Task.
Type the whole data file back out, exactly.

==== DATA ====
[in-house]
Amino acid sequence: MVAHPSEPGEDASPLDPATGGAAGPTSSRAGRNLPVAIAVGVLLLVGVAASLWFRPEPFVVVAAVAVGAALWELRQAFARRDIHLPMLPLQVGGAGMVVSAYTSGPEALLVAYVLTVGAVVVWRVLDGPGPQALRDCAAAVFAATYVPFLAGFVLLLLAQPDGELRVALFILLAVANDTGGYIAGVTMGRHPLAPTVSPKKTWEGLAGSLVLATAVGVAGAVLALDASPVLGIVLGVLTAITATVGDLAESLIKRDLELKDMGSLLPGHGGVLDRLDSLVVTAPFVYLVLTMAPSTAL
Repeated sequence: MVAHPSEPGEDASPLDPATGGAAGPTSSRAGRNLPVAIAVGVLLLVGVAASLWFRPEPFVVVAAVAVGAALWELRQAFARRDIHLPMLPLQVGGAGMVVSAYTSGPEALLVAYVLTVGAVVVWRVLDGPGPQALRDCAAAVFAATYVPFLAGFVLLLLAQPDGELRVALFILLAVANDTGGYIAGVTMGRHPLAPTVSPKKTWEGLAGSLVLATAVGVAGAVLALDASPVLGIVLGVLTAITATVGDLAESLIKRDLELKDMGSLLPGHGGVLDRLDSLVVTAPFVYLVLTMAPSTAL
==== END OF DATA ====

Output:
[in-house]
Amino acid sequence: MVAHPSEPGEDASPLDPATGGAAGPTSSRAGRNLPVAIAVGVLLLVGVAASLWFRPEPFVVVAAVAVGAALWELRQAFARRDIHLPMLPLQVGGAGMVVSAYTSGPEALLVAYVLTVGAVVVWRVLDGPGPQALRDCAAAVFAATYVPFLAGFVLLLLAQPDGELRVALFILLAVANDTGGYIAGVTMGRHPLAPTVSPKKTWEGLAGSLVLATAVGVAGAVLALDASPVLGIVLGVLTAITATVGDLAESLIKRDLELKDMGSLLPGHGGVLDRLDSLVVTAPFVYLVLTMAPSTAL
Repeated sequence: MVAHPSEPGEDASPLDPATGGAAGPTSSRAGRNLPVAIAVGVLLLVGVAASLWFRPEPFVVVAAVAVGAALWELRQAFARRDIHLPMLPLQVGGAGMVVSAYTSGPEALLVAYVLTVGAVVVWRVLDGPGPQALRDCAAAVFAATYVPFLAGFVLLLLAQPDGELRVALFILLAVANDTGGYIAGVTMGRHPLAPTVSPKKTWEGLAGSLVLATAVGVAGAVLALDASPVLGIVLGVLTAITATVGDLAESLIKRDLELKDMGSLLPGHGGVLDRLDSLVVTAPFVYLVLTMAPSTAL